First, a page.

8. Enamel Erosion
Acid on the enamel of your teeth causes erosion. Sometimes, a disorder like acid reflux or bulimia can be the cause of enamel erosion, or it can result from dietary habits, in which the sugars and starches mix with your saliva to form an acid, which extracts minerals from your enamel, causing it to weaken. As the enamel is worn away, bacteria can then attack, leading to tooth decay. To prevent this, be sure to drink lots of water, cut down on acidic drinks and foods, chew sugarless gum with xylitol and, if necessary, get treatment for any disorder that can bring acid into the mouth, such as bulimia, alcoholism, or acid reflux.

9 Yellow Teeth
Although not a “health concern,” most people consider yellow or discolored teeth as a really big problem. Sometimes, as we age, our teeth do darken, and some teeth are just naturally yellowish. But, more often than not, stained teeth are caused by personal habits, like smoking, and by the food and beverage we consume. The good news is that the yellower your tooth stains, the easier it will be to remove them, and there are plenty of options to deal with this problem – from laser whitening to drug store strips – all of which you can talk to us about.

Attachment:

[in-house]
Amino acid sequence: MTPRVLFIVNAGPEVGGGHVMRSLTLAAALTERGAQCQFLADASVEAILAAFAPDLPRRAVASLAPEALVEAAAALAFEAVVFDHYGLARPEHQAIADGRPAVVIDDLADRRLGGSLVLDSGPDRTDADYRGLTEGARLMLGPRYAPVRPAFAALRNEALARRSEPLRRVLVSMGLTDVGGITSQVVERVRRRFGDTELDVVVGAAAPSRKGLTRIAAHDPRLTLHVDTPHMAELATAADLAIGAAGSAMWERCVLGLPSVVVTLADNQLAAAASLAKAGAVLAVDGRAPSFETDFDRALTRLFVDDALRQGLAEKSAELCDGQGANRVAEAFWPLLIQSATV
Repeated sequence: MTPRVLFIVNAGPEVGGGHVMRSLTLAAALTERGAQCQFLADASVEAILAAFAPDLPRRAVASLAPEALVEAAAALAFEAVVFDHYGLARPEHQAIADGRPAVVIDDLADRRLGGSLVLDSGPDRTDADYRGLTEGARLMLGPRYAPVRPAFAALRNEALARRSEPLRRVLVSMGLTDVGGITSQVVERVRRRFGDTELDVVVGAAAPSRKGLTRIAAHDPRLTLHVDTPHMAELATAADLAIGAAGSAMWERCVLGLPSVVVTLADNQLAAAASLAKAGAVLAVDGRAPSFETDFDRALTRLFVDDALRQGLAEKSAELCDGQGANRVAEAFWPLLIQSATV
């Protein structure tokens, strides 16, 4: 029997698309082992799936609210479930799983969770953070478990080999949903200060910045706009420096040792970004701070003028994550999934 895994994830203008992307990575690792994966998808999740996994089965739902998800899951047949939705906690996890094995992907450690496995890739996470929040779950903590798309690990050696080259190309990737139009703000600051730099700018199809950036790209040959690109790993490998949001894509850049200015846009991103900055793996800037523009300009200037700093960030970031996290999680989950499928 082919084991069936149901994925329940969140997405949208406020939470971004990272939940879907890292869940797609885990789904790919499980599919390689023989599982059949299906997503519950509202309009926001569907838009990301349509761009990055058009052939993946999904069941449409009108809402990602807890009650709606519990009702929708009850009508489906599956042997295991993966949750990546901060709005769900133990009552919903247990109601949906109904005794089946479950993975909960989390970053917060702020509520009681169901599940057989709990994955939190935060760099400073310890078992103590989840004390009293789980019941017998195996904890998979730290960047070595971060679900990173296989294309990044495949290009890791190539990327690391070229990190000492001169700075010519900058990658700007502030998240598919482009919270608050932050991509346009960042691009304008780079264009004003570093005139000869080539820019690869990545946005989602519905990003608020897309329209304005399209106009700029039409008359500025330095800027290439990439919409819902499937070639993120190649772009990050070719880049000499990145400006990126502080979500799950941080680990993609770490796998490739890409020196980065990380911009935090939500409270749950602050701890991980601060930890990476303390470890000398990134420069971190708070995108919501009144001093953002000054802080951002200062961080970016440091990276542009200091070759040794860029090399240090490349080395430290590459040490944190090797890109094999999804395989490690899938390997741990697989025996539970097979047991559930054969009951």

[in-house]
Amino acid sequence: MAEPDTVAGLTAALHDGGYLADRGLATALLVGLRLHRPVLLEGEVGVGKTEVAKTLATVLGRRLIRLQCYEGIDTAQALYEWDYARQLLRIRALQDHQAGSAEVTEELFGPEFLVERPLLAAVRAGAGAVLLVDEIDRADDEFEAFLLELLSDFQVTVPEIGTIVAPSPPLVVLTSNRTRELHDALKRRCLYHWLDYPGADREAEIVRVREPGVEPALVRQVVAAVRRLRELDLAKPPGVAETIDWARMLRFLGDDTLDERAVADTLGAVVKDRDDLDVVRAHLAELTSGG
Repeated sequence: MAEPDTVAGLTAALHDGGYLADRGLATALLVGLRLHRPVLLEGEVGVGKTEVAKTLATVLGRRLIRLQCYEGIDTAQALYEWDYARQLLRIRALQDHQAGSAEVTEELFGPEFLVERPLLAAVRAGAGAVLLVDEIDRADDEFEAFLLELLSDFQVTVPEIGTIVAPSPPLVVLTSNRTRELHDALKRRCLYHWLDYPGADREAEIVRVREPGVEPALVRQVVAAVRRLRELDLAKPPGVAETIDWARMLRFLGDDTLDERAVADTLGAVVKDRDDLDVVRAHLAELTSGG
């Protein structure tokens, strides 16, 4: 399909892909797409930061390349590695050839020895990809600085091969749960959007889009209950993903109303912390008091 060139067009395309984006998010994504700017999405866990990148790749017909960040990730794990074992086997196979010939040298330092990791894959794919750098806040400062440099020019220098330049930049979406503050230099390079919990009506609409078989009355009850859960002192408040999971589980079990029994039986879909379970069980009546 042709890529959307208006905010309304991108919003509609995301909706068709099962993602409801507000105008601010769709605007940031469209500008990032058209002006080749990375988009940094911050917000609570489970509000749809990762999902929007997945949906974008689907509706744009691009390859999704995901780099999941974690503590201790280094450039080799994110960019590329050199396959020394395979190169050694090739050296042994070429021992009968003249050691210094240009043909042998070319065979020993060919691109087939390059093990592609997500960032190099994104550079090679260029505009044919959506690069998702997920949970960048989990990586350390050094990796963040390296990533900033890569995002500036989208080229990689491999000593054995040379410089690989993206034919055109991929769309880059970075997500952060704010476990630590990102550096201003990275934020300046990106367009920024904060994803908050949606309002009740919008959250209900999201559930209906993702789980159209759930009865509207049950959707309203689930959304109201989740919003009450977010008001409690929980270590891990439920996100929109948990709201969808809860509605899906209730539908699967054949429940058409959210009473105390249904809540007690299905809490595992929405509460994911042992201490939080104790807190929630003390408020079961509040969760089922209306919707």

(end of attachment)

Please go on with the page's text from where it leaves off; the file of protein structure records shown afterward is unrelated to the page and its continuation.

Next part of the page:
10. Oral Cancer
Last, but certainly not least, is oral cancer, a disease affecting millions every year, worldwide. Oral cancer is a serious disease that can affect the mouth, lips and throat. It can be life threatening if not diagnosed and treated early and its high lethality rate is mainly due to the lack of screening. Therefore, early detection is the key to beating it and maintaining positive dietary and lifestyle habits are keys to preventing it.

Siesta Dental

5223 Avenida Navarra
Sarasota, FL 34242
(941) 266-7000

416 S. Tamiami Tr. Suite F1
Osprey, FL 34229
(941) 497-5650

463 US HWY 41 Bypass S.
Venice, Fl 34285
(941) 375-4488